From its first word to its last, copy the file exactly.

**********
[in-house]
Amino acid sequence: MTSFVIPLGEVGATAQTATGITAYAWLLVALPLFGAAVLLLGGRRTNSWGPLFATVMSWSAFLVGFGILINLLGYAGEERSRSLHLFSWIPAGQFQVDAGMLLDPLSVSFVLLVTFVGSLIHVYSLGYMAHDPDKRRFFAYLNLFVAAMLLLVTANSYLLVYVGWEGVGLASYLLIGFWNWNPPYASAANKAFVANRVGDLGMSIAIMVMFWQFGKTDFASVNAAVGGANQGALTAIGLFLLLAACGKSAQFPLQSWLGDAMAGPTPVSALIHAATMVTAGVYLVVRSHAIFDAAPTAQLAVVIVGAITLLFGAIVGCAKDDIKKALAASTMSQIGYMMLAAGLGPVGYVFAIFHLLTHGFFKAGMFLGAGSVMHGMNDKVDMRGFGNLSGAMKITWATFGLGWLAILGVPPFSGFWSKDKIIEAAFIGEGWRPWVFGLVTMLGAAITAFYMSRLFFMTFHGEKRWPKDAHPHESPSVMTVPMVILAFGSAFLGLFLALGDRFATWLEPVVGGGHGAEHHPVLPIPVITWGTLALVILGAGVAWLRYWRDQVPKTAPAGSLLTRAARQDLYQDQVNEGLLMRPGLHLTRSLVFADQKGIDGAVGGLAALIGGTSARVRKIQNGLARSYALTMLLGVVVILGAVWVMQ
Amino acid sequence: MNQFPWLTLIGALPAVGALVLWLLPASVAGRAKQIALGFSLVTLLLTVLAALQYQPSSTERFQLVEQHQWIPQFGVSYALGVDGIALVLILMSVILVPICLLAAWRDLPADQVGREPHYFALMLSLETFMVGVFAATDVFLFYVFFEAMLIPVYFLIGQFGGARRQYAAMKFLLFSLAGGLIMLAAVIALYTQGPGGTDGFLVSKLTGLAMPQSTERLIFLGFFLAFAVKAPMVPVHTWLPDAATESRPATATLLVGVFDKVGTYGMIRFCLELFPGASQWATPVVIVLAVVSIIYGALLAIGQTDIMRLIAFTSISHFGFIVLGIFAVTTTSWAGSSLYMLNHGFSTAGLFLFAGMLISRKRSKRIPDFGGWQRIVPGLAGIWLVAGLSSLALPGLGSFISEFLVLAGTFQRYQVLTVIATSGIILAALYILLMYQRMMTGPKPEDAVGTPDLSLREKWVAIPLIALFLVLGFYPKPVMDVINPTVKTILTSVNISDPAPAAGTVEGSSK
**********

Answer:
[in-house]
Amino acid sequence: MTSFVIPLGEVGATAQTATGITAYAWLLVALPLFGAAVLLLGGRRTNSWGPLFATVMSWSAFLVGFGILINLLGYAGEERSRSLHLFSWIPAGQFQVDAGMLLDPLSVSFVLLVTFVGSLIHVYSLGYMAHDPDKRRFFAYLNLFVAAMLLLVTANSYLLVYVGWEGVGLASYLLIGFWNWNPPYASAANKAFVANRVGDLGMSIAIMVMFWQFGKTDFASVNAAVGGANQGALTAIGLFLLLAACGKSAQFPLQSWLGDAMAGPTPVSALIHAATMVTAGVYLVVRSHAIFDAAPTAQLAVVIVGAITLLFGAIVGCAKDDIKKALAASTMSQIGYMMLAAGLGPVGYVFAIFHLLTHGFFKAGMFLGAGSVMHGMNDKVDMRGFGNLSGAMKITWATFGLGWLAILGVPPFSGFWSKDKIIEAAFIGEGWRPWVFGLVTMLGAAITAFYMSRLFFMTFHGEKRWPKDAHPHESPSVMTVPMVILAFGSAFLGLFLALGDRFATWLEPVVGGGHGAEHHPVLPIPVITWGTLALVILGAGVAWLRYWRDQVPKTAPAGSLLTRAARQDLYQDQVNEGLLMRPGLHLTRSLVFADQKGIDGAVGGLAALIGGTSARVRKIQNGLARSYALTMLLGVVVILGAVWVMQ
Amino acid sequence: MNQFPWLTLIGALPAVGALVLWLLPASVAGRAKQIALGFSLVTLLLTVLAALQYQPSSTERFQLVEQHQWIPQFGVSYALGVDGIALVLILMSVILVPICLLAAWRDLPADQVGREPHYFALMLSLETFMVGVFAATDVFLFYVFFEAMLIPVYFLIGQFGGARRQYAAMKFLLFSLAGGLIMLAAVIALYTQGPGGTDGFLVSKLTGLAMPQSTERLIFLGFFLAFAVKAPMVPVHTWLPDAATESRPATATLLVGVFDKVGTYGMIRFCLELFPGASQWATPVVIVLAVVSIIYGALLAIGQTDIMRLIAFTSISHFGFIVLGIFAVTTTSWAGSSLYMLNHGFSTAGLFLFAGMLISRKRSKRIPDFGGWQRIVPGLAGIWLVAGLSSLALPGLGSFISEFLVLAGTFQRYQVLTVIATSGIILAALYILLMYQRMMTGPKPEDAVGTPDLSLREKWVAIPLIALFLVLGFYPKPVMDVINPTVKTILTSVNISDPAPAAGTVEGSSK